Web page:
Of Fire and Stars by Audrey Coulthurst

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Yes yes YES! I am SO GLAD I gave this book a chance because now I see the -point- of Inkmistress. In this book we’re thrown into a land of magic without any explanation, and without the worldbuilding I got in Inkmistress I would have been lost. Lucky for me, I read it first, and this book was such a JOY to read afterwards.

The basic premise is Denna is engaged to a prince she doesn’t care for, but his horse-taming sister is way more her style. Also there’s imminent war and magic and all that other fantasy goodness.

This is the first f/f YA fantasy with a queer but not outwardly bi main character princess I’ve seen. The romance was fantastic, and while I didn’t quite connect to Denna, I absolutely LOVED Mare (the OTHER princess). Their slow-burning romance was what made this book. Every chapter I was like YES THIS IS AWESOME. And it was. I was awesome.

We need more books like this. More fantasy aimed at teens with positive queer relationships like this. It was a good story and I’m glad it’s out there in the world. Yes, it’s your typical YA fantasy but it’s exactly what queer girls need in their life – a book where they’re represented as normal human beings. Five fiery stars!

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Inkmistress by Audrey Coulthurst

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I first heard of this book because of the outrage over its Kirkus review alluding to the fact that the MC’s bisexuality is undermined by the fact that she falls in love with a guy. As a queer woman in a m/f marriage, this made me immediately put this book on my to-read list.

It took a while but I finally did it! I finished this book.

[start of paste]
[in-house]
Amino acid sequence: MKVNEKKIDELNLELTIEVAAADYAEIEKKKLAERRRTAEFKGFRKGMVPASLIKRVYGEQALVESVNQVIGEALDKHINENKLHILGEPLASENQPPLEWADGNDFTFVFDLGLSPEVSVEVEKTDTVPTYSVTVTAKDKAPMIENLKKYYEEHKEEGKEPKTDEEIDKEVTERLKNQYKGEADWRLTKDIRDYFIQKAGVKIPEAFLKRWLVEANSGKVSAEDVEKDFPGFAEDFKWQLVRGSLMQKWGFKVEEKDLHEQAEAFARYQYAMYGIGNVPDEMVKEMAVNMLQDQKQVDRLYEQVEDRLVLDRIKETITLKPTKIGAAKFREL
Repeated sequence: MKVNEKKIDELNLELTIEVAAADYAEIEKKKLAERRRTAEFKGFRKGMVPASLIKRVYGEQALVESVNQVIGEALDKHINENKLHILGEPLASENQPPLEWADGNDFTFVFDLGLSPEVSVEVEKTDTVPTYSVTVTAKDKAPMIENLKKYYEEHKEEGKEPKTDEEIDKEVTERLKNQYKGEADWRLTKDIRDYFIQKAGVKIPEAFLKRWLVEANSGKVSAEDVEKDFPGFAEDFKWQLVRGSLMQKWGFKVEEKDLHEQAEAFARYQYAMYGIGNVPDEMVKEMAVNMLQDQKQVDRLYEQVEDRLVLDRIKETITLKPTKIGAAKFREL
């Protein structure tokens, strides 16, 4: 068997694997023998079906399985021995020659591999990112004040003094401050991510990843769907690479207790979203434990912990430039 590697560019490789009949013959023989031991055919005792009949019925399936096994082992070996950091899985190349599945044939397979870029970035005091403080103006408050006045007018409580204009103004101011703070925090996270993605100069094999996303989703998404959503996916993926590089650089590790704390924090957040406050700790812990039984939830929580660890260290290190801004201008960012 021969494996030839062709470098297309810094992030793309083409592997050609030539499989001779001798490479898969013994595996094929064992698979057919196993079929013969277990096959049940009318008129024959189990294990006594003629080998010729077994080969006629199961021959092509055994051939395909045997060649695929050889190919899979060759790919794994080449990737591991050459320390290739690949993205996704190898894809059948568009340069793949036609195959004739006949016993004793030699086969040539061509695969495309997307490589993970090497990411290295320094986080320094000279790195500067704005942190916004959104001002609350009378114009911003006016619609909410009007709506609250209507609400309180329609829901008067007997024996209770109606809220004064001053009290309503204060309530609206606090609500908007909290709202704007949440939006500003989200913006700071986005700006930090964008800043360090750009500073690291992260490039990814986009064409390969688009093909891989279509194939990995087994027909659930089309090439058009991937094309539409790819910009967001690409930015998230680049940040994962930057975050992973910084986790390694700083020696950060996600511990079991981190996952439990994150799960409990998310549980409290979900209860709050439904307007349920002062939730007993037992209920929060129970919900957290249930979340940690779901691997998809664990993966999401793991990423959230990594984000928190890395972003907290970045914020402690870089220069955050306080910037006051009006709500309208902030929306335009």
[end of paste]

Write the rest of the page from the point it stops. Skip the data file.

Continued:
(But I almost didn’t.)

Here’s what I loved about it. It starts off with a beautiful portrayal of an f/f relationship in a really intriguing world full of gods and magic. As it continues, we are taken on a journey and get to see so much as we follow two characters falling in love. It had everything I love about fantasy and more.

And yet, as I got to the 40% mark I started skimming. First sentences, then paragraphs, then entire PAGES. Something about it just made me want to know what happens but not how? I don’t know. I felt disconnected from the writing, which has never happened to me before. It’s like even though it was in first person, it felt like an omniscient narrator telling us about days and weeks passing and I just kind of wanted more connection.

I did end up finishing it, and I’m glad I did. I think it’s just personal preference that the writing style wasn’t for me, even though the story itself was. I’m going to check out Of Fire and Stars and see if it’s a little better.

Overall, a good story and a great addition to queer fantasy we need so much more of.

The City of Brass by S.A. Chakraborty

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This book. Why is the second one not out yet? Whyyyyyyyy??? I need it! I must have it right nooow.

When I started reading it I thought it was a sort of gender-reverse Aladdin. A thief finds a djinn while a prince sneaks around among the people. Of course there’s so much more to it that has nothing to do with Aladdin, but that’s what drew me in. And boy was it good.

First things first: this is an adult fantasy. That means it’s written to be a challenging and thought-provoking read. Many reviewers on Goodreads found it boring, the writing too descriptive and complicated, but to me it was perfect. I was transported into this world and I was hungry to see all the things the author was willing to show me. I am beyond thankful for the history and beauty that I got to experience.

And the characters. By God the characters. There were no cookie-cutter cliches in this book. Not one. Every character felt so real, so flawed, I didn’t know who to root for. There were no ‘bad guys’ and half the time I wasn’t sure if there were ‘good guys’ either. Everyone had their own ideals and motivations, and I couldn’t blame them for it.

The longer I read the more I started to fear that the book will end too soon. I had to keep going, I even stayed up late because I HAD to know what happened at a certain point. I’m still in shock at the finale.

Overall, a fantastic book that’s sure to make a fantastic trilogy. This was introduction that ended with a bang, and I can’t wait to see where it takes us next.

Bring Me Their Hearts by Sara Wolf

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Zera’s heart is in a glass jar belonging to a witch, and the only way to get it back and reclaim her freedom is to exchange it with a prince’s.